The Pinellas County School Board late Tuesday unanimously approved superintendent Julie Janssen's overall plan to beef up academic programs — but not before shooting down two more pieces of the plan that left it less ambitious than anyone wanted.
Board members voted 4-3 to nix shrinking the size of the International Baccalaureate program at Palm Harbor University High and reopening Kings Highway Elementary in Clearwater as a fundamental school.
Janssen clearly felt stung.
After board member Linda Lerner asked for her recommendation on another matter later in the meeting, Janssen quipped, "I'm not sure my recommendation matters. We've had a lot of major things voted down."
The superintendent acknowledged her frustration after the meeting.
"I think there's not much boldness left," she said of the plan. "The ones that brought attention, everyone of them went down."
But Janssen tried to look on the bright side, noting that it was a five-year effort. "It's still good. We'll work through it. We're not done," she said.
Unveiled in September, Janssen's student assignment plan won immediate kudos for being ambitious and sweeping. But then it came under localized fire, again and again, from parents and teachers who weren't consulted beforehand. They complained that thorough research wasn't done and viable alternatives weren't considered.
Janssen and School Board members conceded that a flawed decisionmaking process created unnecessary angst, and promised a more orderly "way of work" will be in place soon.
But in the meantime, they took this view: Despite the fights, and despite several proposals going down in flames, the plan as a whole was still a solid first step in offering more high-quality programs to more students.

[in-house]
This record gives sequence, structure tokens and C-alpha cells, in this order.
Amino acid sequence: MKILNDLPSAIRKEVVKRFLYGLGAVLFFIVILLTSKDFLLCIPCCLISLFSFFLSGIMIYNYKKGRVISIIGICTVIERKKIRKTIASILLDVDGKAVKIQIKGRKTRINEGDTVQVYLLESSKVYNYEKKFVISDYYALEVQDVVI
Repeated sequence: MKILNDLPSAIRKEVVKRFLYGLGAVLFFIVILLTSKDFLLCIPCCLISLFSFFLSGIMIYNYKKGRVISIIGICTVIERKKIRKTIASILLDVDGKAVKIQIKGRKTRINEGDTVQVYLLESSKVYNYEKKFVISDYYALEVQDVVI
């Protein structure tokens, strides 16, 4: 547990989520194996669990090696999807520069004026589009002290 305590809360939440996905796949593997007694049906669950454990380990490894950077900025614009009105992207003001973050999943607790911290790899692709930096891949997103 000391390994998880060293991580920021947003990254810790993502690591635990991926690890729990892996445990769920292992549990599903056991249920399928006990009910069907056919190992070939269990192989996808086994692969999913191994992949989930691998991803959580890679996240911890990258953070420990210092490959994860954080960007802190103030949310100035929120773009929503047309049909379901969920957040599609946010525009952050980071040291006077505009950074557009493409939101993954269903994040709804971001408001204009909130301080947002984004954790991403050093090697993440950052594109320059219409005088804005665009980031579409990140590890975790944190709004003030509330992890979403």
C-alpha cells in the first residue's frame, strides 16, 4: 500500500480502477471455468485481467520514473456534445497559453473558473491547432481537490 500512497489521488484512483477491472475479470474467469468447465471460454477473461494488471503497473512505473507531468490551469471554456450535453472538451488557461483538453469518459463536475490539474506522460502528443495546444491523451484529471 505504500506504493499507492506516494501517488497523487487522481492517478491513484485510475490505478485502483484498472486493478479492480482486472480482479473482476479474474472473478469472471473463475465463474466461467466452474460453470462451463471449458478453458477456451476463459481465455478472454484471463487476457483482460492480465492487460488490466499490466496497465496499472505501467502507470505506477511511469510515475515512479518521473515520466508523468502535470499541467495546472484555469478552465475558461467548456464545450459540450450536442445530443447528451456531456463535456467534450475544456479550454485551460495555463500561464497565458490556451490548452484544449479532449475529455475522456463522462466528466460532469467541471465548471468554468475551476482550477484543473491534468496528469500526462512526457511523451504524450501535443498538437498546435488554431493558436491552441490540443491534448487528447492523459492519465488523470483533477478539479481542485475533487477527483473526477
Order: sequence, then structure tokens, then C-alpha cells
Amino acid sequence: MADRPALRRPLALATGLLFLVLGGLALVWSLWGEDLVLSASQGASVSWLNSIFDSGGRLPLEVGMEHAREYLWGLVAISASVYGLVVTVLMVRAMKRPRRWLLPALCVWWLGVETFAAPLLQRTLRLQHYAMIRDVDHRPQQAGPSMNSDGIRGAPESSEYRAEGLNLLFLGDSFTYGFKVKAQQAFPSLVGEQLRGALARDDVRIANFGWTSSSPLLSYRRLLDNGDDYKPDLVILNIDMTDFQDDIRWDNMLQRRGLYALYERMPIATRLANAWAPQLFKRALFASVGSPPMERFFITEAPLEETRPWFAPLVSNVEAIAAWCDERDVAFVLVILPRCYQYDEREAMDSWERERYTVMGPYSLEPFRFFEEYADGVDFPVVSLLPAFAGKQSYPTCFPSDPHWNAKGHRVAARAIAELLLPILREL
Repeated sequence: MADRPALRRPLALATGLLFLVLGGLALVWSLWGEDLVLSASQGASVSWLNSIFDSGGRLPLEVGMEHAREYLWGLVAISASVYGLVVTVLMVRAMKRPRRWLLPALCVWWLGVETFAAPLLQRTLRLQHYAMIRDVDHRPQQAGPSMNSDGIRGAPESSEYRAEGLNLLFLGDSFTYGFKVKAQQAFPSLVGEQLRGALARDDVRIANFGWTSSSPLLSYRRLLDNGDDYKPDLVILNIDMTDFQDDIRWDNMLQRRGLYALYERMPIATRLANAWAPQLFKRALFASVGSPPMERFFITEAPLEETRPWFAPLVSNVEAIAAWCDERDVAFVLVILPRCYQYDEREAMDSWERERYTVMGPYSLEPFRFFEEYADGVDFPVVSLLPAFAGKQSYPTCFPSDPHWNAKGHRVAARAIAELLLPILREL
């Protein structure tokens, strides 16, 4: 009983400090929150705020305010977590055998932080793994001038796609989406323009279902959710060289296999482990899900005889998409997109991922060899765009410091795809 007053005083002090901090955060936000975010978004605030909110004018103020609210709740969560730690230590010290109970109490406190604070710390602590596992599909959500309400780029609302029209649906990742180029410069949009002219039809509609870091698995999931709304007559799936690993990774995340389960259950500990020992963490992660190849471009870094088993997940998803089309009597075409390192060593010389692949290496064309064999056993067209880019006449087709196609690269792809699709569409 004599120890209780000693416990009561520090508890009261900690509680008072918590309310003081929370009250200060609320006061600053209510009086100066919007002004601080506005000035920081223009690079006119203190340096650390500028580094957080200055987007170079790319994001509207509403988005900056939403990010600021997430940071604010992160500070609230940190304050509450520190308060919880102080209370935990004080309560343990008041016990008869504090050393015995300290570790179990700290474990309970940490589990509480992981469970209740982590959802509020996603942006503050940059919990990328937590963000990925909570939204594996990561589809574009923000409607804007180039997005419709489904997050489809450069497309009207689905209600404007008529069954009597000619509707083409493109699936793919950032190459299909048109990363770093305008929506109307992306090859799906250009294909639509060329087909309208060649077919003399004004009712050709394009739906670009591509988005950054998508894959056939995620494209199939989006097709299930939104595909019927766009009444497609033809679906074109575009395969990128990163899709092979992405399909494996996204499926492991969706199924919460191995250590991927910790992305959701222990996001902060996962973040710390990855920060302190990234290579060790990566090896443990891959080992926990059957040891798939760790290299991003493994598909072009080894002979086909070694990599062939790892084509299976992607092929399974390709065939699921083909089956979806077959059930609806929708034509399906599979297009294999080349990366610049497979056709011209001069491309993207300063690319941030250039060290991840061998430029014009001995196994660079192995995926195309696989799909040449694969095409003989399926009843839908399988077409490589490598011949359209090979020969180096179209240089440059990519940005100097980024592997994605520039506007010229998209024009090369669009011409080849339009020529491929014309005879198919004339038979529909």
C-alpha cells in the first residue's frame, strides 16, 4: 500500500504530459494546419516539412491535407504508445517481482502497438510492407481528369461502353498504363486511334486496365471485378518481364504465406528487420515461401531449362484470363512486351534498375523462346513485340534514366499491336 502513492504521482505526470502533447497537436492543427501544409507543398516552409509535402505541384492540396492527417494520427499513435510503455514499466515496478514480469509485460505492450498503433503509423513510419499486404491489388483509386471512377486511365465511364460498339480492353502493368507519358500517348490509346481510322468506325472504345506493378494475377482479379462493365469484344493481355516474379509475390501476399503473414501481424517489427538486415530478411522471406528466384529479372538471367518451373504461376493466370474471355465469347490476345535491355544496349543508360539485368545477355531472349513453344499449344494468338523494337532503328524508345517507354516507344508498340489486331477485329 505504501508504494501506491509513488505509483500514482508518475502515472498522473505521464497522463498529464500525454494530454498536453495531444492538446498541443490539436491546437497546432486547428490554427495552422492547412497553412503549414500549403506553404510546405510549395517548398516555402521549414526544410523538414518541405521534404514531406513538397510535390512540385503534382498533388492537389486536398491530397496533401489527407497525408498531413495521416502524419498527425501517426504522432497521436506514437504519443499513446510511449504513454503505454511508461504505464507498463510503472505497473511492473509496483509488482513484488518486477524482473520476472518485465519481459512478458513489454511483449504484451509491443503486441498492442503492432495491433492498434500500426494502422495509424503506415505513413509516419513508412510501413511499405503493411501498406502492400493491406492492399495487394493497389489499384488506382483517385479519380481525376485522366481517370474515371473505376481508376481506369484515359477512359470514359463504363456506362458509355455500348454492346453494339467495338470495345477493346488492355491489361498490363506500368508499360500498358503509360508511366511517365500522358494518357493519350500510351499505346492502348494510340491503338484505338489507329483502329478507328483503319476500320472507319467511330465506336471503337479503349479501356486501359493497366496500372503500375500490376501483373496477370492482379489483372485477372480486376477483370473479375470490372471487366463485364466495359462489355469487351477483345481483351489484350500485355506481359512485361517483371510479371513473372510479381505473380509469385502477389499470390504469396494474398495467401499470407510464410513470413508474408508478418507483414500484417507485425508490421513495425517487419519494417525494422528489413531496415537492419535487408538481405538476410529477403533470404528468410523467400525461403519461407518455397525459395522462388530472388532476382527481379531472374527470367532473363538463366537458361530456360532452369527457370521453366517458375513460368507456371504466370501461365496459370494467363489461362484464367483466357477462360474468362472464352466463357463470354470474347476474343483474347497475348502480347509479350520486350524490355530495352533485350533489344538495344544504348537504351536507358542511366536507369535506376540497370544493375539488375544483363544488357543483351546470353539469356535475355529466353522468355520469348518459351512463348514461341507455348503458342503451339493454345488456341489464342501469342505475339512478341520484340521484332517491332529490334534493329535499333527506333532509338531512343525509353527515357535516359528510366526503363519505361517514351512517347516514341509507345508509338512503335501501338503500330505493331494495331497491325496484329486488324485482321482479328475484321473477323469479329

"If this were the only year I'd feel we tied the hands of the superintendent, but with it being a five-year plan things can still be tweaked in a way that's acceptable," Cook said.
Among other things, it establishes a new IB program at Largo High, an integrated technology program at Countryside High and new fundamental schools-within-a-school at Boca Ciega and Dunedin high schools. It also creates a new application process for parents to get their kids into magnet and fundamental schools.
Parents continued to make their case at the board meeting.
About a dozen parents from Jamerson Elementary in St. Petersburg spoke out against plans to end the unwritten practice of giving Jamerson students priority preference into Thurgood Marshall Fundamental Middle School. The practice, in place for three years, has some fundamental school students worried that Jamerson students may displace those from fundamental schools who also have priority preference.
"Give it more time. Give us more input," Brighitte Whipple, a teacher at Jamerson with twin fifth-graders at the school, told the board.
On Tuesday night, the board voted 7-0 to continue the feeder pattern for a year while other options are explored.
On the IB program at Palm Harbor and the Kings Highway proposal, the board majority didn't need any prodding.
Janssen originally proposed that the IB program be moved to Countryside High to ease overcrowding at Palm Harbor and to give more students who live in Palm Harbor access to the school that is closest to them. But after IB parents pounced, Janssen offered a compromise: Keep it at Palm Harbor, but reduce its size.
The board said no Tuesday night, despite pleas from members Robin Wikle and Peggy O'Shea. New board members Terry Krassner and Lew Williams joined Lerner and Janet Clark in the majority.
Downsizing the IB program "will affect the integrity of the program, absolutely," Lerner said.
Deputy superintendent Jim Madden said leaving the IB program at its current size will create challenges as the district moves forward with the thorny next step: rezoning schools. District staff is hoping to bring a rezoning proposal to the board in January.
Keeping the IB as is "will affect what we can bring to you in January ... because we'd be adding more kids to an already overcrowded school," Madden said.
"I feel like the fat lady really has sung," Deena Ewing, one of about a dozen Palm Harbor IB parents in the audience, said after the vote.
On Kings Highway, it was again Krassner and Williams who tilted the balance. Both raised financial concerns, given the cost of opening a new school in another tough budget year.
"There has to be a time we draw a line in the sand" on new costs, Williams said.
Janssen said the school would attract private school parents who are now sitting on fundamental school waiting lists — and as a result bring money into the district. But that argument didn't win out, drawing a rare rebuke from Wikle.
"I'm very disillusioned with the School Board," she said, noting a waiting list of more than 600 students at Curtis Fundamental Elementary in Clearwater alone.
Ron Matus can be reached at email@example.com or (727) 893-8873.